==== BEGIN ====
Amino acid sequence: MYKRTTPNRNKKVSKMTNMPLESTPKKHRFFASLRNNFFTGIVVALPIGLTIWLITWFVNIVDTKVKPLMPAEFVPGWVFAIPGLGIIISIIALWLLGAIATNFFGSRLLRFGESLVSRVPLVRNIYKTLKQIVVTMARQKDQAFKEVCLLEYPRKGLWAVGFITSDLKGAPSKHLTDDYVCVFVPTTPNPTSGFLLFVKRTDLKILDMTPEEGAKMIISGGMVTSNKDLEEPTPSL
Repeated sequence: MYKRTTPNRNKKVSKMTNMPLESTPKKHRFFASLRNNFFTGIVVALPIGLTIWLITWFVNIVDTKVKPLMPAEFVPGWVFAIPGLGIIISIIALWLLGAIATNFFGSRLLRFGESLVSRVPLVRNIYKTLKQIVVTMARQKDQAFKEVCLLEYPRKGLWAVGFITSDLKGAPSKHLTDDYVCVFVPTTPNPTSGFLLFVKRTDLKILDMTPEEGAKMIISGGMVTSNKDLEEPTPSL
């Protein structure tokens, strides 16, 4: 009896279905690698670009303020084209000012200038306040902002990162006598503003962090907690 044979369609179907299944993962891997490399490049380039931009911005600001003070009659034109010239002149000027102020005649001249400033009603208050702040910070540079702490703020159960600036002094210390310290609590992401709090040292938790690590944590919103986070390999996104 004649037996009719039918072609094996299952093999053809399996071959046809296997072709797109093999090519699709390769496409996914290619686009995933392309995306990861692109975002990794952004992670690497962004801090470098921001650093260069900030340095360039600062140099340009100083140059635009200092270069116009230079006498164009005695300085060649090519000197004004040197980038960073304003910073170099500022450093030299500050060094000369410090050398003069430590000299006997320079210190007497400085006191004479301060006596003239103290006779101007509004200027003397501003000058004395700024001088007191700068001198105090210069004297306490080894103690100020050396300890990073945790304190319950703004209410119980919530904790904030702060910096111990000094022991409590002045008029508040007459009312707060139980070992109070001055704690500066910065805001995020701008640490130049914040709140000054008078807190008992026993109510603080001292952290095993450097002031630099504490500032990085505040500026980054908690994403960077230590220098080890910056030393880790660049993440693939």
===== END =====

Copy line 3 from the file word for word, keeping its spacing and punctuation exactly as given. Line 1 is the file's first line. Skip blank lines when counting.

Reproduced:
């Protein structure tokens, strides 16, 4: 009896279905690698670009303020084209000012200038306040902002990162006598503003962090907690 044979369609179907299944993962891997490399490049380039931009911005600001003070009659034109010239002149000027102020005649001249400033009603208050702040910070540079702490703020159960600036002094210390310290609590992401709090040292938790690590944590919103986070390999996104 004649037996009719039918072609094996299952093999053809399996071959046809296997072709797109093999090519699709390769496409996914290619686009995933392309995306990861692109975002990794952004992670690497962004801090470098921001650093260069900030340095360039600062140099340009100083140059635009200092270069116009230079006498164009005695300085060649090519000197004004040197980038960073304003910073170099500022450093030299500050060094000369410090050398003069430590000299006997320079210190007497400085006191004479301060006596003239103290006779101007509004200027003397501003000058004395700024001088007191700068001198105090210069004297306490080894103690100020050396300890990073945790304190319950703004209410119980919530904790904030702060910096111990000094022991409590002045008029508040007459009312707060139980070992109070001055704690500066910065805001995020701008640490130049914040709140000054008078807190008992026993109510603080001292952290095993450097002031630099504490500032990085505040500026980054908690994403960077230590220098080890910056030393880790660049993440693939």